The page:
One such consequence is lost opportunity to utilize improved standards for critical HIPAA transactions that realize a return on investment or quality improvements.. For example, consider Claims and Remittance transactions, which were available in X12 version 4050, but were never adopted. X12 is now working on version 5010, which should be ready for adoption by the Department of Health and Human Services (DHHS) late next year and promises to bring even more improvements. But version 5010 will bring a larger set of changes, because it is inclusive of all changes since version 4010A1., Implementing version 5010 from our current version 4010A1 will require more application development work to support the standards and will likely require a longer implementation time period for the industry. This could extend the transitional phase (or dual processing) for many affected stakeholders until full implementation can be achieved, which impacts everyone’s overall efficiency.
Some vendors have also indicated during a recent Claims Attachment Conference, that they will not implement new standards that require legislative action, such as those controlled by HIPAA, until there is a final rule. Their explanation is they don’t want to develop system enhancements that can’t be implemented by our customers. In other words, with HIPAA, legislation is required for entities to utilize newer versions of an adopted standard. Without the necessary legislation, many entities won’t move to a newer version of a standard, so exchanging the newer versions is problematic if everyone is not participating. Additionally, few vendors are willing to be early adopters in a “trial use program”, because there is no guarantee that an interim version will ever be adopted. This raises the potential risk that their development efforts would have a negative profit impact and the software would be unusable to the vendors’ overall customer base.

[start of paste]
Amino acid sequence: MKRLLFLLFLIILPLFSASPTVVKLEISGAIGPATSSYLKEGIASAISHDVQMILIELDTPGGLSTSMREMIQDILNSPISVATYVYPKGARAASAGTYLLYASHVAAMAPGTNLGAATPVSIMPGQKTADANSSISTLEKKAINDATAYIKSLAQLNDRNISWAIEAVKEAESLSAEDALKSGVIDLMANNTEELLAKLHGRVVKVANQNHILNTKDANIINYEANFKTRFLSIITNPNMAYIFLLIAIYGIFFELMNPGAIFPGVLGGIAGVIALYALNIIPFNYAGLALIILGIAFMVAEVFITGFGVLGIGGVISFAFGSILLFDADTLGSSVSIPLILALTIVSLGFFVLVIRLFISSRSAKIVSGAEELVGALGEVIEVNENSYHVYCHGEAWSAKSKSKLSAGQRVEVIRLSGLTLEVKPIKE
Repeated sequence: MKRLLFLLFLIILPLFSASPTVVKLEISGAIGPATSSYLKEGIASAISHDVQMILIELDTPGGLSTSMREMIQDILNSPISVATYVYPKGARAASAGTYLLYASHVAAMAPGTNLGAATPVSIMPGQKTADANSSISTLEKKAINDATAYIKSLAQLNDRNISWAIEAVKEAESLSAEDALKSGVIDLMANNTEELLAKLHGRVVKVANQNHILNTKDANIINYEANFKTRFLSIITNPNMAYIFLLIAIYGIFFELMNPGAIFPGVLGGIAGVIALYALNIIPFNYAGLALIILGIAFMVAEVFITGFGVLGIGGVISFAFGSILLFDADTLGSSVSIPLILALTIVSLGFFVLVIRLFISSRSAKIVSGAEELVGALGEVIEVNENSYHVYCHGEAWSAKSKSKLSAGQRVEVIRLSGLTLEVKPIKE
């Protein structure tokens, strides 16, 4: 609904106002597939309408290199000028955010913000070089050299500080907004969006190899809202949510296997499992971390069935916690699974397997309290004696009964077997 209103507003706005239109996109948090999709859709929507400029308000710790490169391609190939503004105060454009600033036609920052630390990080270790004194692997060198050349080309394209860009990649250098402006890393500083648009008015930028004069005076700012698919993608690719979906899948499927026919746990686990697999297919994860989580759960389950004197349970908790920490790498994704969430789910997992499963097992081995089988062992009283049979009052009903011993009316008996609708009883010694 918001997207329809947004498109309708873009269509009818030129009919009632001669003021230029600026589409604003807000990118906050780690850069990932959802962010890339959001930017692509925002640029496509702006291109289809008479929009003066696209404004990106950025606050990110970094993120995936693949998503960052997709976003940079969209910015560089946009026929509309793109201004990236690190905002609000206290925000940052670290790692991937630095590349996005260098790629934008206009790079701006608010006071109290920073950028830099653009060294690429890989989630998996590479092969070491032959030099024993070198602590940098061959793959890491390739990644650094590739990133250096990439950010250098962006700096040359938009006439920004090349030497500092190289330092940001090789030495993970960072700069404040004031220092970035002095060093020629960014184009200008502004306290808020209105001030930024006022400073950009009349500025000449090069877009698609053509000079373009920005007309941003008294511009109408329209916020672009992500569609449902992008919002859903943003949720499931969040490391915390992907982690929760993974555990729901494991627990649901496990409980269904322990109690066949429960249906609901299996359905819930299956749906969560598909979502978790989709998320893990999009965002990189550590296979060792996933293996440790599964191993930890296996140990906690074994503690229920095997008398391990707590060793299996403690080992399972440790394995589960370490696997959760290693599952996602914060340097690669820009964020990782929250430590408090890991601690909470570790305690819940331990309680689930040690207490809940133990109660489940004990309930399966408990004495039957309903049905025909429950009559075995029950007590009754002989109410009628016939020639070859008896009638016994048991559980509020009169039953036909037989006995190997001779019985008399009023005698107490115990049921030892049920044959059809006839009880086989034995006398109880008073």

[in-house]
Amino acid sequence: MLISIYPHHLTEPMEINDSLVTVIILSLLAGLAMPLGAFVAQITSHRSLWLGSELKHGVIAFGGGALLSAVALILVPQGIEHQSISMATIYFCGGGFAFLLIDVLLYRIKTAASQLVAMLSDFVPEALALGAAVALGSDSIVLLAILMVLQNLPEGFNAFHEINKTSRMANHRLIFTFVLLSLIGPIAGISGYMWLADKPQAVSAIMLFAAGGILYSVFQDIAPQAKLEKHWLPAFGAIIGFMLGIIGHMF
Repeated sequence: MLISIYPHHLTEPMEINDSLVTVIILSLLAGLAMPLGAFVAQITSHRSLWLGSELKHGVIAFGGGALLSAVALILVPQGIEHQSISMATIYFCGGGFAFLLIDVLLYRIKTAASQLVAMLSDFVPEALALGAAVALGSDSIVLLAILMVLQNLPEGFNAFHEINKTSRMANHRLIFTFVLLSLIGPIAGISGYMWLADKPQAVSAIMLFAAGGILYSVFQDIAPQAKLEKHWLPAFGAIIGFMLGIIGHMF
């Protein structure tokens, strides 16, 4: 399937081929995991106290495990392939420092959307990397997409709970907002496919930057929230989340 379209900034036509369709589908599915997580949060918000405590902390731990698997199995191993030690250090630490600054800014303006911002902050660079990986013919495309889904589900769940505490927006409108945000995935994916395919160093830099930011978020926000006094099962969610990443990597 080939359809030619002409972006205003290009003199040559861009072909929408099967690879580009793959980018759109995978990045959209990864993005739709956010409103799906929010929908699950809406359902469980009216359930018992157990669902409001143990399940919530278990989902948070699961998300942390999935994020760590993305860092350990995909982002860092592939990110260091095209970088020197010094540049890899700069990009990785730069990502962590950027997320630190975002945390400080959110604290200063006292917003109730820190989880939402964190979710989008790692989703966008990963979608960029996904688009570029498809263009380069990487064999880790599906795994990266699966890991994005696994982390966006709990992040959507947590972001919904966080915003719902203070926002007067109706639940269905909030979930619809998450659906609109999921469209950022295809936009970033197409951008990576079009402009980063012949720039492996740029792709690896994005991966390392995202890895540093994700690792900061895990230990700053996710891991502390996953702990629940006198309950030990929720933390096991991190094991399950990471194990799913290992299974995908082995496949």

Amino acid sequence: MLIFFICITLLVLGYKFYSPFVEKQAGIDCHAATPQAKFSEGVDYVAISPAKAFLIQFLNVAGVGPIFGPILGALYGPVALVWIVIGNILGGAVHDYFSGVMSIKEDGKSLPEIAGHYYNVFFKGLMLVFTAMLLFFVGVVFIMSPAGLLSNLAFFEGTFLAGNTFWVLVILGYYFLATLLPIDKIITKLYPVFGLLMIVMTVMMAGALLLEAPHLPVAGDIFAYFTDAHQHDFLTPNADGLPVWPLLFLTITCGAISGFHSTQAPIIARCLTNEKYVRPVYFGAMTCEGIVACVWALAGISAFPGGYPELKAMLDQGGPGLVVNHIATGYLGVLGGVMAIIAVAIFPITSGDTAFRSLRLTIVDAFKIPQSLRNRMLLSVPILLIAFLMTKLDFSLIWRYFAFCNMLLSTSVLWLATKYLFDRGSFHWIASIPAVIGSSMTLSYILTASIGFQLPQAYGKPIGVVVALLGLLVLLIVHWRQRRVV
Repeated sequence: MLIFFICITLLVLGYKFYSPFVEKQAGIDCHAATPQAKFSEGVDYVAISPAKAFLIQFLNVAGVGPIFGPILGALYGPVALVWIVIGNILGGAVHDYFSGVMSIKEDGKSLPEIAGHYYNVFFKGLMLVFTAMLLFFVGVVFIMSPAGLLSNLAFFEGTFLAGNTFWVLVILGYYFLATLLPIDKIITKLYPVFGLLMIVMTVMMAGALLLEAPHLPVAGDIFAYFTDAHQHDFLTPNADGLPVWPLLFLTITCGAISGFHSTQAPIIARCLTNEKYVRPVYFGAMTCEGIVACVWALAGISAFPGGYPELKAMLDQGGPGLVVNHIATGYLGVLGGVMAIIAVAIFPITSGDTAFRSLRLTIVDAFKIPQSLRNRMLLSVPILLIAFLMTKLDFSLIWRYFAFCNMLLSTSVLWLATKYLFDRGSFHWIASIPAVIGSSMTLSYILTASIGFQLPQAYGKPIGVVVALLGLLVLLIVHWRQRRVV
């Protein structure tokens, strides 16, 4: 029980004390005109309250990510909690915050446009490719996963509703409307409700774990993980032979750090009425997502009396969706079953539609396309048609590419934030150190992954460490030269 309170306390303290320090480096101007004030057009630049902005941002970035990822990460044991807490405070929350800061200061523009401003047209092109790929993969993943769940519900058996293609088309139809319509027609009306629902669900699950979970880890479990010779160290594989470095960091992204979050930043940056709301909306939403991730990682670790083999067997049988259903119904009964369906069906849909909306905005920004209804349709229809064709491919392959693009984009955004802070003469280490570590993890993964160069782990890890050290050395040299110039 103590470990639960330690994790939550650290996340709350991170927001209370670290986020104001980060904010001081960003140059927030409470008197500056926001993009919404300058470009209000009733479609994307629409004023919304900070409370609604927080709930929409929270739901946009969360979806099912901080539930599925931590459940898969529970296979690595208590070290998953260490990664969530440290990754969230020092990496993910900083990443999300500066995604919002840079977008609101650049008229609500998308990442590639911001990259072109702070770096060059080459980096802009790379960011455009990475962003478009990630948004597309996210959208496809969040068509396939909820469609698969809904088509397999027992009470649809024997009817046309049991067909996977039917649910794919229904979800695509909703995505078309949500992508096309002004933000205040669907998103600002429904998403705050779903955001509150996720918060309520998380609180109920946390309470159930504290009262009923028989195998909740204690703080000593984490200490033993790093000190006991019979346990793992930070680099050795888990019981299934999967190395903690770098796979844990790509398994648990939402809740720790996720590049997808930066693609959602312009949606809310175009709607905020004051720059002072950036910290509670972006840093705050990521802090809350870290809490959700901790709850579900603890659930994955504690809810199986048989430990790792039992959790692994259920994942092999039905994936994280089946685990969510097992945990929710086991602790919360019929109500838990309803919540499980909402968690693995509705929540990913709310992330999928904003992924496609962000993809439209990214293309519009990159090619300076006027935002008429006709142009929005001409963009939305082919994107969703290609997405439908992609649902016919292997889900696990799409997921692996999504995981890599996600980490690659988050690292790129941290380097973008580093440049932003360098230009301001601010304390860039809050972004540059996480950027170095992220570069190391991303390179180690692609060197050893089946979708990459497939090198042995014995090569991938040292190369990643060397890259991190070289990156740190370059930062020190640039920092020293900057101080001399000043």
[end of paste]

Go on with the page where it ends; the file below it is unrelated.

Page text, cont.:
It is important to both the industry and vendors that we have a more frequent (timely), predictable, and consistent delivery and adoption of new versions of HIPAA standards. Frequent updates allow for smaller and more manageable changes, which are more easily accommodated in regular software updates. This is less expensive to develop, is normally easier to implement, and has less overall industry impact, yet at the same time increases the efficiency of the industry incrementally. We are in a business environment where products must be routinely updated to keep pace with demand for changes and workflow improvements that take advantage of new innovations, technologies, and industry initiatives; for example, from ONC, which lead to better quality, faster access, and less human intervention. Software updates need to be smaller and more manageable so we can continually adapt to a changing environment.
Unpredictable changes that take years to adopt tend to be much larger in scope and more difficult to integrate into our products, taking more time and effort to develop and validate, leading to longer development and implementation cycles that are not cost effective and tend to be more disruptive to all stakeholders who must implement them. While the industry waits for changes that are slow to be adopted with a federal process that can currently take four or more years, organizations are often forced to take other measures. These are often proprietary in nature and only meet individual requirements, not those of the industry. This approach is temporary and must later be undone when standards are adopted. Consequently, vendor support for such solutions is impractical and costly.